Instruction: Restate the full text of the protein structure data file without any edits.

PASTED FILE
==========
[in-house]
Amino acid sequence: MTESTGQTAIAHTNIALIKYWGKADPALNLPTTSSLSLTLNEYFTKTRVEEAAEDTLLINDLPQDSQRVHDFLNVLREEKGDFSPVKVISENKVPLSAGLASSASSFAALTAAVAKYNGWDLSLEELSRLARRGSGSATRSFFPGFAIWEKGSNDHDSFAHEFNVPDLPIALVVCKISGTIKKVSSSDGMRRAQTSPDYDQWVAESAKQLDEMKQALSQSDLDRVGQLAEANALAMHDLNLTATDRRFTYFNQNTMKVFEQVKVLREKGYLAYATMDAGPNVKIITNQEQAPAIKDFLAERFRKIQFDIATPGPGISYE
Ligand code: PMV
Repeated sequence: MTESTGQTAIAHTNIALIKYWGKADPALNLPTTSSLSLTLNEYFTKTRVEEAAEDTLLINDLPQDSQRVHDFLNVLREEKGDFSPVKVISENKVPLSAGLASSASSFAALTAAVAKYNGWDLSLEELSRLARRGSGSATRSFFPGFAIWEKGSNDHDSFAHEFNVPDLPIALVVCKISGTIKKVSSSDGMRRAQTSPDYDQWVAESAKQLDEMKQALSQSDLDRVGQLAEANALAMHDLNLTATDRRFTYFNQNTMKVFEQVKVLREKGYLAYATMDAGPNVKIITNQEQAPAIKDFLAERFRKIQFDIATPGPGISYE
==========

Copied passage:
[in-house]
Amino acid sequence: MTESTGQTAIAHTNIALIKYWGKADPALNLPTTSSLSLTLNEYFTKTRVEEAAEDTLLINDLPQDSQRVHDFLNVLREEKGDFSPVKVISENKVPLSAGLASSASSFAALTAAVAKYNGWDLSLEELSRLARRGSGSATRSFFPGFAIWEKGSNDHDSFAHEFNVPDLPIALVVCKISGTIKKVSSSDGMRRAQTSPDYDQWVAESAKQLDEMKQALSQSDLDRVGQLAEANALAMHDLNLTATDRRFTYFNQNTMKVFEQVKVLREKGYLAYATMDAGPNVKIITNQEQAPAIKDFLAERFRKIQFDIATPGPGISYE
Ligand code: PMV
Repeated sequence: MTESTGQTAIAHTNIALIKYWGKADPALNLPTTSSLSLTLNEYFTKTRVEEAAEDTLLINDLPQDSQRVHDFLNVLREEKGDFSPVKVISENKVPLSAGLASSASSFAALTAAVAKYNGWDLSLEELSRLARRGSGSATRSFFPGFAIWEKGSNDHDSFAHEFNVPDLPIALVVCKISGTIKKVSSSDGMRRAQTSPDYDQWVAESAKQLDEMKQALSQSDLDRVGQLAEANALAMHDLNLTATDRRFTYFNQNTMKVFEQVKVLREKGYLAYATMDAGPNVKIITNQEQAPAIKDFLAERFRKIQFDIATPGPGISYE